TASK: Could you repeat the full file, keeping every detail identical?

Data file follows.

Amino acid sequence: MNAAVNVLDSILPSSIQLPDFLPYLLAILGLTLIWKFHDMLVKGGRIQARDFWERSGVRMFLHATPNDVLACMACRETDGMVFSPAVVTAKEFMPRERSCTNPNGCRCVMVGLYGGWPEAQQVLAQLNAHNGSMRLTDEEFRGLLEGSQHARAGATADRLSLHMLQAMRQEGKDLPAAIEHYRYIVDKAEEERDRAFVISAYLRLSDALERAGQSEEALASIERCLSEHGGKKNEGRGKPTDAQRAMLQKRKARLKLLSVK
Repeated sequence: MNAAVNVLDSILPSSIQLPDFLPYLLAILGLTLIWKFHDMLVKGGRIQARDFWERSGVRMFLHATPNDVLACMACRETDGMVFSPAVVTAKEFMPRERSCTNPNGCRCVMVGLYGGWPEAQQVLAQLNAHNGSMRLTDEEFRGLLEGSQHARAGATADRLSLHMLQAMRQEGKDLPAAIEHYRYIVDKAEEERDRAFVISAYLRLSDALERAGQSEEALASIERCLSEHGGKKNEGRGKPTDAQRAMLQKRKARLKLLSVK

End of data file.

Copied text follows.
Amino acid sequence: MNAAVNVLDSILPSSIQLPDFLPYLLAILGLTLIWKFHDMLVKGGRIQARDFWERSGVRMFLHATPNDVLACMACRETDGMVFSPAVVTAKEFMPRERSCTNPNGCRCVMVGLYGGWPEAQQVLAQLNAHNGSMRLTDEEFRGLLEGSQHARAGATADRLSLHMLQAMRQEGKDLPAAIEHYRYIVDKAEEERDRAFVISAYLRLSDALERAGQSEEALASIERCLSEHGGKKNEGRGKPTDAQRAMLQKRKARLKLLSVK
Repeated sequence: MNAAVNVLDSILPSSIQLPDFLPYLLAILGLTLIWKFHDMLVKGGRIQARDFWERSGVRMFLHATPNDVLACMACRETDGMVFSPAVVTAKEFMPRERSCTNPNGCRCVMVGLYGGWPEAQQVLAQLNAHNGSMRLTDEEFRGLLEGSQHARAGATADRLSLHMLQAMRQEGKDLPAAIEHYRYIVDKAEEERDRAFVISAYLRLSDALERAGQSEEALASIERCLSEHGGKKNEGRGKPTDAQRAMLQKRKARLKLLSVK